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The Trabuco and Baker Conglomerates of the Santa Ana Mountains

Popenoe, W. P. (1941) The Trabuco and Baker Conglomerates of the Santa Ana Mountains. Journal of Geology, 49 (7). pp. 738-752. ISSN 0022-1376. doi:10.1086/625004.

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A thick conglomerate series unconformably overlies Triassic metamorphics and Jura-Cretaceous intrusives and probably conformably underlies marine early Upper Cretaceous sandstones. The lower 300-400 feet of this series are deeply weathered, red, soft, massive; the upper 100 feet are fresh, greenish-gray to brown, resistant, thick bedded, and probably marine. The red lower part, named the "Trabuco formation" by E. L. Packard, was interpreted as a continental deposit older than the overlying gray conglomerate, and by Bernard Moore as a marine deposit continuous with and genetically inseparable from the gray conglomerate but weathered to its present condition by circulating iron-bearing meteoric waters after the deposition of the entire conglomerate series. Field studies of the conglomerates and pebble counts show that the upper and lower conglomerates are probably conformable and have no constant differences in composition, size, or rounding of the included pebbles. The marked and constant differences in color, consolidation, and topographic expression are believed due to differences in weathering. The Trabuco conglomerate is interpreted as a flood-plain deposit weathered deeply in place before deposition of the gray marine conglomerate overlying. The Trabuco conglomerate is thus recognized as a valid formation, confirming Packard's original interpretation.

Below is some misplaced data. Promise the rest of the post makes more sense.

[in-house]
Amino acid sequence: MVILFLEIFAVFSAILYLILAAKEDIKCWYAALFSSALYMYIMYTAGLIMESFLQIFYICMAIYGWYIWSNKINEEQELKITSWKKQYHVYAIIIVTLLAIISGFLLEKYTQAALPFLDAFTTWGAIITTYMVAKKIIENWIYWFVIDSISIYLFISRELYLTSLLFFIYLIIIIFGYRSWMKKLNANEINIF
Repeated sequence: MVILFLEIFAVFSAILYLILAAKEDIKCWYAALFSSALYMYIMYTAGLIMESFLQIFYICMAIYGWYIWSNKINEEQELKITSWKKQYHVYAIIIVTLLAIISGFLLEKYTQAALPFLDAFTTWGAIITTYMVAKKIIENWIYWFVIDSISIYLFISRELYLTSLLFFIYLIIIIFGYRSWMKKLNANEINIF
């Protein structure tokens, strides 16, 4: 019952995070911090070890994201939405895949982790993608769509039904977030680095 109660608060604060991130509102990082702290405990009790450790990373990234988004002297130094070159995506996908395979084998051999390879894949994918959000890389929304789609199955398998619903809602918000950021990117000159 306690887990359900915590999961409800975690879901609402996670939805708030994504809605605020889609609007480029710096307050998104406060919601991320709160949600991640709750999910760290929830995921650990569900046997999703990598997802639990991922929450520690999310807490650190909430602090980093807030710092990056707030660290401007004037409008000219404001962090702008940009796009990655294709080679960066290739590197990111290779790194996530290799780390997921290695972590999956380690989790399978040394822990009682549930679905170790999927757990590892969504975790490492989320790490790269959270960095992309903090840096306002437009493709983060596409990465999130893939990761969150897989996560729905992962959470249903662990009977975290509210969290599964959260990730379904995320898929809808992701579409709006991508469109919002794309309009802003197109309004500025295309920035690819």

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Additional Information:© 1941 University of Chicago Press. This study was carried forward under the supervision of Dr. Ian Campbell, of the California Institute of Technology, who has helped me greatly with advice and criticism. Dr. G. H. Anderson, of the Texas Power and Light Company, has been in the field with me on a number of occasions, has helped in determining some of the puzzling rock types found in the conglomerates, and has advised me on broader features of the problem. Mr. J. M. Holloway, of the California Institute, drafted the sketch maps and figures. I am glad to acknowledge the help I have had from these friends.
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Balch Graduate School of the Geological Sciences325
Issue or Number:7
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Official Citation:The Trabuco and Baker Conglomerates of the Santa Ana Mountains. W. P. Popenoe. The Journal of Geology 1941 49:7, 738-752; DOI: 10.1086/625004
Usage Policy:No commercial reproduction, distribution, display or performance rights in this work are provided.
ID Code:110592
Deposited By: Tony Diaz
Deposited On:27 Aug 2021 16:21
Last Modified:16 Nov 2021 19:41

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